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Life through Hobsbawm's lens

Baroness Joan Bakewell and Professor Sir Richard J Evans discussed the ideas of Eric Hobsbawm and today’s burning issues in conversation at Birkbeck.

L-R: Professor Richard J Evans and Baroness Joan Bakewell

On Tuesday 7 May, Birkbeck was honoured to host a lively discussion between President of the College Baroness Bakewell and Professor Sir Richard J Evans at the School of Arts’ Keynes Library on topics such as; Brexit, global insecurity and social justice through the lens of one of the greatest historians of the last century, Eric Hobsbawm.  

Head of the Department of History, Classics and Archaeology, Professor Jan Rüger introduced the talk, touching upon how the speakers have been influenced by Hobsbawm who began teaching at Birkbeck in 1947, later becoming President of the College in 2002. Baroness Bakewell was taught by Hobsbawm at Cambridge, and Sir Richard, who is currently a Visiting Professor at Birkbeck, published his biography, Eric Hobsbawm: A Life in History in 2019. Baroness Bakewell recalled being “taught by questioning” under Hobsbawm and how the prominent historian often made “learning a conversation”. Hobsbawm was one of the most influential thinkers of the twentieth century and his teachings have had a global reach that continues to inspire students and academics around the world.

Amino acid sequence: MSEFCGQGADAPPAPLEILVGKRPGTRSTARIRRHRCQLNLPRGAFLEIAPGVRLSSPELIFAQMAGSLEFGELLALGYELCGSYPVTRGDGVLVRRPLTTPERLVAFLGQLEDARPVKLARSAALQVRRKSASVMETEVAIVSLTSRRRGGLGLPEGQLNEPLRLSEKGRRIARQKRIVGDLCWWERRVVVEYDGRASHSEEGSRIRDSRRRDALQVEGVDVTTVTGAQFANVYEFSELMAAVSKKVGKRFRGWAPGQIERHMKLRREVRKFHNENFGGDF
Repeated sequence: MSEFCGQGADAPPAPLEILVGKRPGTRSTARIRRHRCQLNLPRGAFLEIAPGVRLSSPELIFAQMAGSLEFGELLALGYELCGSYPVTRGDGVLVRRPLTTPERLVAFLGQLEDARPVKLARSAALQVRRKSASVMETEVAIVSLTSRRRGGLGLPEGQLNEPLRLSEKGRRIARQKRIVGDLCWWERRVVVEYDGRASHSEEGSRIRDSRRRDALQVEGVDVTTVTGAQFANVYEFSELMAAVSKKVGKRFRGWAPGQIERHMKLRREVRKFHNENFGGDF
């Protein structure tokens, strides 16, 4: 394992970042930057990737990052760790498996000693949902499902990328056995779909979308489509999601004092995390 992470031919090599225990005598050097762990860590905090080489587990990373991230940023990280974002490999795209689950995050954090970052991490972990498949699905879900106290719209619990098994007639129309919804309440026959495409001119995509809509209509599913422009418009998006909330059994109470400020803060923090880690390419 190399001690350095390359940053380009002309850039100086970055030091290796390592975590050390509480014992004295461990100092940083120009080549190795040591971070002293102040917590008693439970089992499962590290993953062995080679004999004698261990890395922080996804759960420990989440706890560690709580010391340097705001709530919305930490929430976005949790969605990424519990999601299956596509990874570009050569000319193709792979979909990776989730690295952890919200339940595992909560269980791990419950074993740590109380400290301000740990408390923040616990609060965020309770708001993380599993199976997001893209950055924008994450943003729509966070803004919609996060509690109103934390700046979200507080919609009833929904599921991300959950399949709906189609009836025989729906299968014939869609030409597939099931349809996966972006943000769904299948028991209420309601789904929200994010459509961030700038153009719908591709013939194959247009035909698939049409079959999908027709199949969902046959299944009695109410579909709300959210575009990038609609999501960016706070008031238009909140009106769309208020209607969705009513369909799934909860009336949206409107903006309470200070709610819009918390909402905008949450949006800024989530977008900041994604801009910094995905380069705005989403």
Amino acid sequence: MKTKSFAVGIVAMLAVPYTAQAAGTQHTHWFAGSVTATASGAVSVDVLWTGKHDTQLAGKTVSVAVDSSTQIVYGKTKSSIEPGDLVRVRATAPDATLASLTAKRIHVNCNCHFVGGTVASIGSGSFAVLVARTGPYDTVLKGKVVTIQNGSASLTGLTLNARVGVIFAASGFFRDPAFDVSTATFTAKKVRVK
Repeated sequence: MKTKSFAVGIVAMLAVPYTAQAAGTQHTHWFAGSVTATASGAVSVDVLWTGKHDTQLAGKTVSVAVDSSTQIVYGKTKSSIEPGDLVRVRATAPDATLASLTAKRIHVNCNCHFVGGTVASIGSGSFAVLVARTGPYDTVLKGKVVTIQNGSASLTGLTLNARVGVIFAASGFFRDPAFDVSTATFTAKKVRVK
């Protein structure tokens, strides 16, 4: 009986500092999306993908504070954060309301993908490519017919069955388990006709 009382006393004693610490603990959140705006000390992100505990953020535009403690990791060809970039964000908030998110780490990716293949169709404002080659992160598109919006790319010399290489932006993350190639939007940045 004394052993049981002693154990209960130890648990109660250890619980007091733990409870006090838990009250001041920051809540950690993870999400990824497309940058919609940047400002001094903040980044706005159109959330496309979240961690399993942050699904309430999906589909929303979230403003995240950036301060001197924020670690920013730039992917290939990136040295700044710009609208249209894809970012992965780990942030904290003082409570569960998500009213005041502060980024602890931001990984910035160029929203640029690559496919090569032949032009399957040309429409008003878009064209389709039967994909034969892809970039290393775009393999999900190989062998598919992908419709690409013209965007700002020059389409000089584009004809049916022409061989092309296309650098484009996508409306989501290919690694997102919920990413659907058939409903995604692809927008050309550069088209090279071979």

Sir Richard began by speaking about Hobsbawm’s life, stating that it was during his adolescence that he decided to become an intellectual and took his first steps into a life committed to critical theory and political engagement. In 1956, following the Hungarian Revolution, he left the Communist Party and focused on his career as a historian. Sir Richard noted that Hobsbawm ushered in a new approach to writing history, using themes to structure his study and finding connections rather than documenting history chronologically. Although focused on socioeconomic issues for much of his life, Sir Richard noted Hobsbawm’s love of literature and culture, something which made him ‘unconventional’ in both his teaching and writing.

Baroness Bakewell questioned Sir Richard on what Hobsbawm may have thought about some of the most pressing issues facing us today. Sir Richard stated that Hobsbawm was opposed to nationalism and was “cosmopolitan by nature,” and therefore would have “loathed Brexit”. Hobsbawm’s legacy lives on at Birkbeck both through ideas and the Eric Hobsbawm Scholarships. The scholarships embody the College’s lasting commitment to offering a world-class, research-led education to talented students who could not otherwise afford to study at university. We look forward to welcoming the next Hobsbawm Scholars to Birkbeck in the autumn.

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